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(as of 2017 changes to Saudi religious policy by Crown Prince Muhammad bin Salman have led some to suggest that "Islamists throughout the world will have to follow suit or risk winding up on the wrong side of orthodoxy".
Estimates of the number of adherents to Wahhabism vary, with one source (Mehrdad Izady) giving a figure of fewer than 5 million Wahhabis in the Persian Gulf region (compared to 28.5 million Sunnis and 89 million Shia).
There he worked to spread the call (da'wa) for what he believed was a restoration of true monotheistic worship (Tawhid).
The "pivotal idea" of Ibn Abd al-Wahhab's teaching was that people who called themselves Muslims but who participated in alleged innovations were not just misguided or committing a sin, but were "outside the pale of Islam altogether," as were Muslims who disagreed with his definition.
It was only after the death of Muhammad bin Saud in 1765 that, according to De Long-Bas, Muhammad bin Saud's son and successor, Abdul-Aziz bin Muhammad, used a "convert or die" approach to expand his domain, However, various scholars, including Simon Ross Valentine, have strongly rejected such a view of Wahhab, arguing that "the image of Abd’al-Wahhab presented by De Long-Bas is to be seen for what it is, namely a re-writing of history that flies in the face of historical fact".
It was at this time, according to De Long-Bas, that Wahhabis embraced the ideas of Ibn Taymiyya, which allow self-professed Muslims who do not follow Islamic law to be declared non-Muslims – to justify their warring and conquering the Muslim Sharifs of Hijaz.
In the country of Wahhabism's founding – and by far the largest and most powerful country where it is the state religion – Wahhabi ulama gained control over education, law, public morality and religious institutions in the 20th century, while permitting as a "trade-off" doctrinally objectionable actions such as the import of modern technology and communications, and dealings with non-Muslims, for the sake of the consolidation of the power of its political guardian, the Al Saud dynasty.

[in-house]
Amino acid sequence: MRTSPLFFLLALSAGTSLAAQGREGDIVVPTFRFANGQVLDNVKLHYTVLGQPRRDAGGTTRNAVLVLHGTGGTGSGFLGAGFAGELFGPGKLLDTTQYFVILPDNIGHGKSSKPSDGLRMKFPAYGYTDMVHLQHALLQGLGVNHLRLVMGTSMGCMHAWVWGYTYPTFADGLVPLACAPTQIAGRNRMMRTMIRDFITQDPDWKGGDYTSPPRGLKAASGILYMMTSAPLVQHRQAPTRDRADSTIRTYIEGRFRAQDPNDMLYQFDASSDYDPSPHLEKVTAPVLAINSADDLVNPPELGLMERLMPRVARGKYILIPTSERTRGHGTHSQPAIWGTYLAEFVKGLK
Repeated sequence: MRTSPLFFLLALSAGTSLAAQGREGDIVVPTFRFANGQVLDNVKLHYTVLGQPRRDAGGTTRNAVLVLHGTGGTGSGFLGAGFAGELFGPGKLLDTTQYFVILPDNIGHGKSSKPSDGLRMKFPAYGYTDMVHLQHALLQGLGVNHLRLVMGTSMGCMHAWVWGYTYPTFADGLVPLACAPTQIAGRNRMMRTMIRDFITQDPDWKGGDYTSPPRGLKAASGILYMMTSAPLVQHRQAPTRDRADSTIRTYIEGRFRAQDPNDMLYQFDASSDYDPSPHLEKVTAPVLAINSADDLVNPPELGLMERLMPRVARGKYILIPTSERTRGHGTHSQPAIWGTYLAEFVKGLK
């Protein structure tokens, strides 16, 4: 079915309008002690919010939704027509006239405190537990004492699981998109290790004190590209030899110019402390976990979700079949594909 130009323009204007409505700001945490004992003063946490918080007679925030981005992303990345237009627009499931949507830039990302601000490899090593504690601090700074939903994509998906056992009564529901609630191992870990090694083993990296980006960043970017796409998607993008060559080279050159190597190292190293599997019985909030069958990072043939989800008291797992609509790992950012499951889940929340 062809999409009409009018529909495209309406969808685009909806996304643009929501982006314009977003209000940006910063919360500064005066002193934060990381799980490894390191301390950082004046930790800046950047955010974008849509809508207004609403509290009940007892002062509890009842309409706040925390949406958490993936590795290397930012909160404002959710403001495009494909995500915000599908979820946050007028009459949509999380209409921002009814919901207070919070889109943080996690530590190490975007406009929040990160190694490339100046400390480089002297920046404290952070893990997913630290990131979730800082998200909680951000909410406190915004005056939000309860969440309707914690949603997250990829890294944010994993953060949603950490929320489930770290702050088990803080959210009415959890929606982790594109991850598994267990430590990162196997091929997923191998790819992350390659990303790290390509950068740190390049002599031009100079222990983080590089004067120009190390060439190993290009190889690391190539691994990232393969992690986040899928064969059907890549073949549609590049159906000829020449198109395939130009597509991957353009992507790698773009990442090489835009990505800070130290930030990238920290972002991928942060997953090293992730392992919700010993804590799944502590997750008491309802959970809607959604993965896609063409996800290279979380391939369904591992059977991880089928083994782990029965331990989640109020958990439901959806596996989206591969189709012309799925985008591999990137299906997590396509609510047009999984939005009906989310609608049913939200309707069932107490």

This money – spent on books, media, schools, universities, mosques, scholarships, fellowships, lucrative jobs for journalists, academics and Islamic scholars – gave Wahhabism a "preeminent position of strength" in Islam around the world.The House of Saud continued to maintain its politico-religious alliance with the Wahhabi sect through the waxing and waning of its own political fortunes over the next 150 years, through to its eventual proclamation of the Kingdom of Saudi Arabia in 1932, and then afterwards, on into modern times.Today Ibn Abd Al-Wahhab's teachings are the official, state-sponsored form of Sunni Islam The US State Department has estimated that over the past four decades the capital Riyadh has invested more than bn (£6bn) into charitable foundations in an attempt to replace mainstream Sunni Islam with the harsher, intolerant Wahhabism.The two families have intermarried multiple times over the years and in today's Saudi Arabia, the minister of religion is always a member of the Al ash-Sheikh family, i.e., a descendent of Ibn Abdul Wahhab.According to most sources, Ibn Abd al-Wahhab declared jihad against neighboring tribes, whose practices of asking saints for their intercession, making pilgrimages to tombs and special mosques, he believed to be the work of idolaters/unbelievers.